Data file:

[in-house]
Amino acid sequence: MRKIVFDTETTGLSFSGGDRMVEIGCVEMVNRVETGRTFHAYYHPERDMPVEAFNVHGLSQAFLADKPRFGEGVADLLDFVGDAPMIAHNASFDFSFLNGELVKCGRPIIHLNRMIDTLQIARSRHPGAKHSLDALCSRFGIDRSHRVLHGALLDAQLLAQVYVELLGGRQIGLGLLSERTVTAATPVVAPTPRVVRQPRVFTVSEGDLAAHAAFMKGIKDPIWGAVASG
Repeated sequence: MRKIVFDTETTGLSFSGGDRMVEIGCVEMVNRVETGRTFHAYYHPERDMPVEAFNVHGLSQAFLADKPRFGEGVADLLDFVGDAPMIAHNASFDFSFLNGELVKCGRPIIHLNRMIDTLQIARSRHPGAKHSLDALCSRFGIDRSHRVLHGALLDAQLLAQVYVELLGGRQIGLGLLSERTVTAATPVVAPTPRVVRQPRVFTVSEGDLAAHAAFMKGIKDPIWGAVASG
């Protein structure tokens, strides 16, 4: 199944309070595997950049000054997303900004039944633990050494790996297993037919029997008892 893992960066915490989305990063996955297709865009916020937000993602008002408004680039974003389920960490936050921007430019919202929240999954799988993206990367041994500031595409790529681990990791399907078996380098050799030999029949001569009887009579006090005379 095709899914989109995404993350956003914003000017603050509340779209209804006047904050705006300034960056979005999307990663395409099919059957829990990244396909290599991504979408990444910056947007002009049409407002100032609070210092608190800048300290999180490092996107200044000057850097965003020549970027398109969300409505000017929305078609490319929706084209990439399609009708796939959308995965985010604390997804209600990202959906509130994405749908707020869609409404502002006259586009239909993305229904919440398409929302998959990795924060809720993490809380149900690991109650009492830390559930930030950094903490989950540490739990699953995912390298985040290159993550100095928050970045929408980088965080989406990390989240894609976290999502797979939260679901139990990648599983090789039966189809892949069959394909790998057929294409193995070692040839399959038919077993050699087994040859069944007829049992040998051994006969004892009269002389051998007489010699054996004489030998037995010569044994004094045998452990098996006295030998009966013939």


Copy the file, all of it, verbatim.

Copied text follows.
[in-house]
Amino acid sequence: MRKIVFDTETTGLSFSGGDRMVEIGCVEMVNRVETGRTFHAYYHPERDMPVEAFNVHGLSQAFLADKPRFGEGVADLLDFVGDAPMIAHNASFDFSFLNGELVKCGRPIIHLNRMIDTLQIARSRHPGAKHSLDALCSRFGIDRSHRVLHGALLDAQLLAQVYVELLGGRQIGLGLLSERTVTAATPVVAPTPRVVRQPRVFTVSEGDLAAHAAFMKGIKDPIWGAVASG
Repeated sequence: MRKIVFDTETTGLSFSGGDRMVEIGCVEMVNRVETGRTFHAYYHPERDMPVEAFNVHGLSQAFLADKPRFGEGVADLLDFVGDAPMIAHNASFDFSFLNGELVKCGRPIIHLNRMIDTLQIARSRHPGAKHSLDALCSRFGIDRSHRVLHGALLDAQLLAQVYVELLGGRQIGLGLLSERTVTAATPVVAPTPRVVRQPRVFTVSEGDLAAHAAFMKGIKDPIWGAVASG
């Protein structure tokens, strides 16, 4: 199944309070595997950049000054997303900004039944633990050494790996297993037919029997008892 893992960066915490989305990063996955297709865009916020937000993602008002408004680039974003389920960490936050921007430019919202929240999954799988993206990367041994500031595409790529681990990791399907078996380098050799030999029949001569009887009579006090005379 095709899914989109995404993350956003914003000017603050509340779209209804006047904050705006300034960056979005999307990663395409099919059957829990990244396909290599991504979408990444910056947007002009049409407002100032609070210092608190800048300290999180490092996107200044000057850097965003020549970027398109969300409505000017929305078609490319929706084209990439399609009708796939959308995965985010604390997804209600990202959906509130994405749908707020869609409404502002006259586009239909993305229904919440398409929302998959990795924060809720993490809380149900690991109650009492830390559930930030950094903490989950540490739990699953995912390298985040290159993550100095928050970045929408980088965080989406990390989240894609976290999502797979939260679901139990990648599983090789039966189809892949069959394909790998057929294409193995070692040839399959038919077993050699087994040859069944007829049992040998051994006969004892009269002389051998007489010699054996004489030998037995010569044994004094045998452990098996006295030998009966013939």